It is one of the most well-known planetariums in the nation, yet for one night recently the virtual solar system shows inside the American Museum of Natural History's Hayden Planetarium were created and presented entirely by middle school students.
It was the big payoff so to speak after spending their week-long winter break at the Museum's Digital Universe Flight School.
"They're here to learn how to create a small space show, three to five minutes long, using the software that's used in the Hayden Planetarium. They're using the same data sets that astrophysicists use here at the Museum of Natural History," said Siva Ramakrishnan of the American Museum of Natural History.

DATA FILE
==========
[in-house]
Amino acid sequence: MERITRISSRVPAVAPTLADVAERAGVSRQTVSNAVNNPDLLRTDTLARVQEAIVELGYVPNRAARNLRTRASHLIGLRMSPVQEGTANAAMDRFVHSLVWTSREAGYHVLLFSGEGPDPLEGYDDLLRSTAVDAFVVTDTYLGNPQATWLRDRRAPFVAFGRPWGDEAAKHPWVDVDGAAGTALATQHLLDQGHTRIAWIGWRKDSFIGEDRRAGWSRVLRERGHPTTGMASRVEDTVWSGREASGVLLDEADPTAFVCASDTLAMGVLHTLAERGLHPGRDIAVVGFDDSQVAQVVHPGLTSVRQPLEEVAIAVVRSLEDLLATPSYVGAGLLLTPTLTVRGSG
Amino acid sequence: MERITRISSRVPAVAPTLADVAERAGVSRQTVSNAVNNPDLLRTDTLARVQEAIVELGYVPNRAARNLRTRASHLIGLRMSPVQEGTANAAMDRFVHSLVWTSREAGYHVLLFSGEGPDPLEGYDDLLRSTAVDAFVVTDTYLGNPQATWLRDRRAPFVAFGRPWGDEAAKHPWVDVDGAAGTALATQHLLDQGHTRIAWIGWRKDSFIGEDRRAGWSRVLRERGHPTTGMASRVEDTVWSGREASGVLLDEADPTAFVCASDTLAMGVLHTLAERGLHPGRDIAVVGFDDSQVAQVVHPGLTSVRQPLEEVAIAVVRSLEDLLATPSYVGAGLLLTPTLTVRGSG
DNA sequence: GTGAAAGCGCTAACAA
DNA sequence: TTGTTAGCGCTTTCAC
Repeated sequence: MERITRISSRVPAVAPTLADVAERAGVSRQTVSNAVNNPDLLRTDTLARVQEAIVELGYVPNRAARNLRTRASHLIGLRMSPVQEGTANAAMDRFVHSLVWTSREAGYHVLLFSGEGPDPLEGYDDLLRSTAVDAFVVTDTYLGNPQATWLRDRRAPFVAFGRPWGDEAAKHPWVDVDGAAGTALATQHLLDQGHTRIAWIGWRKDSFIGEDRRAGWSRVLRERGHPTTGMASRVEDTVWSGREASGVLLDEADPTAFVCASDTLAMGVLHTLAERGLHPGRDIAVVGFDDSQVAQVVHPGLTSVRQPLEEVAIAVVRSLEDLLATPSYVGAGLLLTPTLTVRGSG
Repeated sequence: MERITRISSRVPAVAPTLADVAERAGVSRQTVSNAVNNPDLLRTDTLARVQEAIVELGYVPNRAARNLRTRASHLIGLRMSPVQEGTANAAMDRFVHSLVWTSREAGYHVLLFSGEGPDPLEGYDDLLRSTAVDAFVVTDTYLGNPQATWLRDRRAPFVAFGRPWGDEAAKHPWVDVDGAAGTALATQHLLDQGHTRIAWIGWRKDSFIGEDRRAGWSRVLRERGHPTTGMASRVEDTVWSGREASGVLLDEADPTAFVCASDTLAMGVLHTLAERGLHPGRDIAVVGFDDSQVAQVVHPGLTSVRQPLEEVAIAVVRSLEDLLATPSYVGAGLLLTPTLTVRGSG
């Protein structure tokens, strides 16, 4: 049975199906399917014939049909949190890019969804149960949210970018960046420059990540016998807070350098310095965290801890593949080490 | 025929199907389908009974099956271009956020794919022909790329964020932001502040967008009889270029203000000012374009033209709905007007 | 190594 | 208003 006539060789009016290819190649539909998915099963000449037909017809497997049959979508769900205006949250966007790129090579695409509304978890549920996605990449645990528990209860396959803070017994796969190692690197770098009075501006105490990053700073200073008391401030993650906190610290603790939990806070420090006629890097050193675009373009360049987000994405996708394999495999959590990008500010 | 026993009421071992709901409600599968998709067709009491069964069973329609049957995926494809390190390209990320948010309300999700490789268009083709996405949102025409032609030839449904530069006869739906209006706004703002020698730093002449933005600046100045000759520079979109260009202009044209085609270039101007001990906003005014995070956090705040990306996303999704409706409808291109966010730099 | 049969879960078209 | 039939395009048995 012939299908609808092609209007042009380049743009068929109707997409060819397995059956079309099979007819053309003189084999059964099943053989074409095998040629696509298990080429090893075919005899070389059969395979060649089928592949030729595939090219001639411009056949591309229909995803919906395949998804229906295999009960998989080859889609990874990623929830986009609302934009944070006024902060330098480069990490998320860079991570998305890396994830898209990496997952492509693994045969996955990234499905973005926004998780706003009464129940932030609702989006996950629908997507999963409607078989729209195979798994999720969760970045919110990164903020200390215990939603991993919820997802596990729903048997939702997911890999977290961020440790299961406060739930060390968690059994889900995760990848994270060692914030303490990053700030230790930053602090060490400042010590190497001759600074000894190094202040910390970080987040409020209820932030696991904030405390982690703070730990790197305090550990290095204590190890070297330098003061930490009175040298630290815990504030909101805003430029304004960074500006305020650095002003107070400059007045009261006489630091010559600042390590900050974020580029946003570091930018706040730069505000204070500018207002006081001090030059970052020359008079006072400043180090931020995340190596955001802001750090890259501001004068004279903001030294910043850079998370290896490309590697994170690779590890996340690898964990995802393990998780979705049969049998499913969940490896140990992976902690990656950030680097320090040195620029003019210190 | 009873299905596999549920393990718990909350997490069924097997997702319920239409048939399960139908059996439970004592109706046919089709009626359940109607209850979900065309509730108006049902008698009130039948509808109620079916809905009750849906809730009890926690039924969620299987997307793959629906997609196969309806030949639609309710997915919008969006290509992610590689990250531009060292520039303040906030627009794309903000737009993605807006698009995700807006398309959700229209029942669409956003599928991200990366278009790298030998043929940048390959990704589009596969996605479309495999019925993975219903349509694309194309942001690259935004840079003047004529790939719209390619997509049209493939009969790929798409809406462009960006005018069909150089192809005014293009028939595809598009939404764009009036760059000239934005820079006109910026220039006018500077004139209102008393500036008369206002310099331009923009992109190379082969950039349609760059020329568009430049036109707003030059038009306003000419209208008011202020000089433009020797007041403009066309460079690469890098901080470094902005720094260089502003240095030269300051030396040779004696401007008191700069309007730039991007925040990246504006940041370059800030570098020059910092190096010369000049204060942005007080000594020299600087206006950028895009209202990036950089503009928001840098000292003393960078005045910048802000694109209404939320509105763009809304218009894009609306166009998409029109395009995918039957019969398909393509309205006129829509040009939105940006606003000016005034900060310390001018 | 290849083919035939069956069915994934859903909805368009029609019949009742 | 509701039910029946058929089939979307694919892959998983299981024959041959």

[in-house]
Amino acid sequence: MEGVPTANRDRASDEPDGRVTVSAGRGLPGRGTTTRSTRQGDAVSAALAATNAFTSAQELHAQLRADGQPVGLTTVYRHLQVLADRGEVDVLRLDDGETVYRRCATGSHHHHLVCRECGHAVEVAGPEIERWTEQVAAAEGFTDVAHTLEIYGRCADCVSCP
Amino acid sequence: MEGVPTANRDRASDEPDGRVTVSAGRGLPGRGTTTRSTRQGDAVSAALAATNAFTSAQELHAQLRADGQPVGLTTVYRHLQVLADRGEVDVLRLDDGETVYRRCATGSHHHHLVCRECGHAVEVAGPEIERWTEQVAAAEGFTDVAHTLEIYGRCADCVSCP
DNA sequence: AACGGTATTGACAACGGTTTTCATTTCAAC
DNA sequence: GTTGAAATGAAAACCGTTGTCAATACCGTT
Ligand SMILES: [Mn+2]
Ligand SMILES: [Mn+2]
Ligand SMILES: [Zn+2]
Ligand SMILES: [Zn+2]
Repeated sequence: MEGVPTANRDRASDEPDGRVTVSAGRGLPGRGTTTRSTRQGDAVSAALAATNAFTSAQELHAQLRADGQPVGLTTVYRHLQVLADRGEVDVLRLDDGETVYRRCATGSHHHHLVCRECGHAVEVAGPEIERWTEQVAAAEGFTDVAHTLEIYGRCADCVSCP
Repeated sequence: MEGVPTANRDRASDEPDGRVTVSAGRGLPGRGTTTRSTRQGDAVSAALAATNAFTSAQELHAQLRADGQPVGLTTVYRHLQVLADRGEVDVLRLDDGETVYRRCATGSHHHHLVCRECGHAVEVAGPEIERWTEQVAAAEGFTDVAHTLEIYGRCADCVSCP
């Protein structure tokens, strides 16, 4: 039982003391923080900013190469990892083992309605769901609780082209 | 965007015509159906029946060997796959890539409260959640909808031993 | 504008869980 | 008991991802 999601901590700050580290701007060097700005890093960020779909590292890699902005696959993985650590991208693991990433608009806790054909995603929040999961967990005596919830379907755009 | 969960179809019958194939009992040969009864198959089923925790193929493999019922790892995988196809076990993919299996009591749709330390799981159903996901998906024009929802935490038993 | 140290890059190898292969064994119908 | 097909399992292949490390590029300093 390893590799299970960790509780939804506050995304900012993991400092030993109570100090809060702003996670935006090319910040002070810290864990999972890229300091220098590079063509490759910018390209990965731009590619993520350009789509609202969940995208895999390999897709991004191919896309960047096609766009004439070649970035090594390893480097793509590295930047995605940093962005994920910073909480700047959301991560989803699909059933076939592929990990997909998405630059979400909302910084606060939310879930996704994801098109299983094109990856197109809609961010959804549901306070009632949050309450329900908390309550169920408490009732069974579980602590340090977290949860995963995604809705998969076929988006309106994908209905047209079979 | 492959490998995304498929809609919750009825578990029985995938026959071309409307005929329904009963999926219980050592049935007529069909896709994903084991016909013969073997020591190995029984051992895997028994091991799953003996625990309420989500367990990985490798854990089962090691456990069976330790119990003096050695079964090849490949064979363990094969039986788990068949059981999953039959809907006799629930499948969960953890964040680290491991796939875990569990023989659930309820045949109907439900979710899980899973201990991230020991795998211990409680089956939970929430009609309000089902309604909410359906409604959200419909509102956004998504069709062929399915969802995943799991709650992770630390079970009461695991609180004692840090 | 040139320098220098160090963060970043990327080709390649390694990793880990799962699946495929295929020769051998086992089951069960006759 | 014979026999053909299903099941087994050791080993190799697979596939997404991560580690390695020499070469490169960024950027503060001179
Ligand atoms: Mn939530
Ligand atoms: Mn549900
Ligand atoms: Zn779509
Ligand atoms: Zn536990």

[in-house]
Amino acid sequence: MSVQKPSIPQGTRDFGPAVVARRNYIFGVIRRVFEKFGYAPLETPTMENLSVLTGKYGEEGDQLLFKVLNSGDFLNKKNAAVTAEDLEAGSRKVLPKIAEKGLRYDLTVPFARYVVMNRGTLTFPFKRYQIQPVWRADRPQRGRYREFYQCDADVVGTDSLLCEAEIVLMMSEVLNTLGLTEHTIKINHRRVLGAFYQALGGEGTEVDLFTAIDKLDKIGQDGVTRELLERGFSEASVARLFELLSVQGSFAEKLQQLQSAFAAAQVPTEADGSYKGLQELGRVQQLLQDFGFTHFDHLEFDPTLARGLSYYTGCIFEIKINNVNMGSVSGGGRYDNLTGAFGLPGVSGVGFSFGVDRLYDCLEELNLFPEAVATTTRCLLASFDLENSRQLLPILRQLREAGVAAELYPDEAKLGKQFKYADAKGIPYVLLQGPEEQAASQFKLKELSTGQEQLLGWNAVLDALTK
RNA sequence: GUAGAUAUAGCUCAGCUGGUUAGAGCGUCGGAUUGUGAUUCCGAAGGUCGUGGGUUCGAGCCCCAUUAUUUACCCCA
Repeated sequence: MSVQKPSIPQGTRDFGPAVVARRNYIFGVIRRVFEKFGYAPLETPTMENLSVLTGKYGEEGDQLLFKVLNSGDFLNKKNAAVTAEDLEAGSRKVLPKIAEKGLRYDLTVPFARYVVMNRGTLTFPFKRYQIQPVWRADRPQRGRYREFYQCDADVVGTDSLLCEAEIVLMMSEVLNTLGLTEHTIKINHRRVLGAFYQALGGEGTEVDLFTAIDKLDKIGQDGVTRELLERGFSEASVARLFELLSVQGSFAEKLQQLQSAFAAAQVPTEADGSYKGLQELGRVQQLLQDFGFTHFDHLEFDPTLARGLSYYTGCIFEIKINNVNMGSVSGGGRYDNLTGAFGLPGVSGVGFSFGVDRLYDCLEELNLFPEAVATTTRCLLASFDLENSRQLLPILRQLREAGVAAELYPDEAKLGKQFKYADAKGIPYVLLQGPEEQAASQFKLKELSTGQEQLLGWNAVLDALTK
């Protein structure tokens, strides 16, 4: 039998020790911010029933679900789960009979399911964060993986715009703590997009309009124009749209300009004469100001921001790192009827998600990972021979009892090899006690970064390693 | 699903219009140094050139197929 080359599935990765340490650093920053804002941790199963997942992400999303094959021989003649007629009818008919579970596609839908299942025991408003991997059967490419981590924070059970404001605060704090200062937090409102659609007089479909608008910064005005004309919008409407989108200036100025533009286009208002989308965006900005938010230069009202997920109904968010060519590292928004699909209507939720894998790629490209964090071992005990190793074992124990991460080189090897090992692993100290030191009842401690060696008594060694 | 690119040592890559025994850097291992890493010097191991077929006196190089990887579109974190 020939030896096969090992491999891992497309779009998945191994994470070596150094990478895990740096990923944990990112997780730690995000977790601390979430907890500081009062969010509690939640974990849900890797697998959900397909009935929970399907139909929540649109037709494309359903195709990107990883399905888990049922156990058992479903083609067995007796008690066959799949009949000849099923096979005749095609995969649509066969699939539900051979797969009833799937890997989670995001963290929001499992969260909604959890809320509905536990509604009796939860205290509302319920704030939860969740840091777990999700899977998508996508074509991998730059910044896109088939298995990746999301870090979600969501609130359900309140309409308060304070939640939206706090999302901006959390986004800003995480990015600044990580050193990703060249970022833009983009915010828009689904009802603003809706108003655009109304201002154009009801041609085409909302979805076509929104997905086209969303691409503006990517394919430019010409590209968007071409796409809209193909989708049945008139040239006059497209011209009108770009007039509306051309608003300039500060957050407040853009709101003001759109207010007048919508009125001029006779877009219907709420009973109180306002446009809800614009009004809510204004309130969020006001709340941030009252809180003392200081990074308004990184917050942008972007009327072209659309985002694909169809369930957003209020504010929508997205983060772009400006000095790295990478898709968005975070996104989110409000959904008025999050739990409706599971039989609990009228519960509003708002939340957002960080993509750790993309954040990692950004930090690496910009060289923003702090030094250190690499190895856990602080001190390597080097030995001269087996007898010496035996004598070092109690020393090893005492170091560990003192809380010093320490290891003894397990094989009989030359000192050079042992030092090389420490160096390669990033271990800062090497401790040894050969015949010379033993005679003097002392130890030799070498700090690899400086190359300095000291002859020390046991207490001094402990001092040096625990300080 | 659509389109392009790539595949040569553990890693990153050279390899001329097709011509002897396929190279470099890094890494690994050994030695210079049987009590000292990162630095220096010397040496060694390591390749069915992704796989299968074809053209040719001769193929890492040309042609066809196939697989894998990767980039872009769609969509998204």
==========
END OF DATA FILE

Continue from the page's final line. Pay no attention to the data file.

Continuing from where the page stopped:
The students' goal was to tell some story about the solar system, from simply what Earth looks like from the Moon to how far into the universe our radio transmissions have traveled.
Many of the students say what makes studying Space though the program particularly exciting is knowing that they would be using much of the same software and equipment that the astrophysicists use.
"I got this Email and then I read, 'Wow I get use the state-of-the-art program that's only accessible at the museum.' And I'm like, 'Wow that's great.' Then I read on and we get to create a planetarium show even better, and then we get to show it in the Hayden Planetarium which is one of the largest planetariums in the world. I mean wow," said sixth-grader Tammuz Frankel.
"I had no idea the Universe was this big and I think looking at it on the software was really helpful," said eighth grader Asimina Hamakiotes.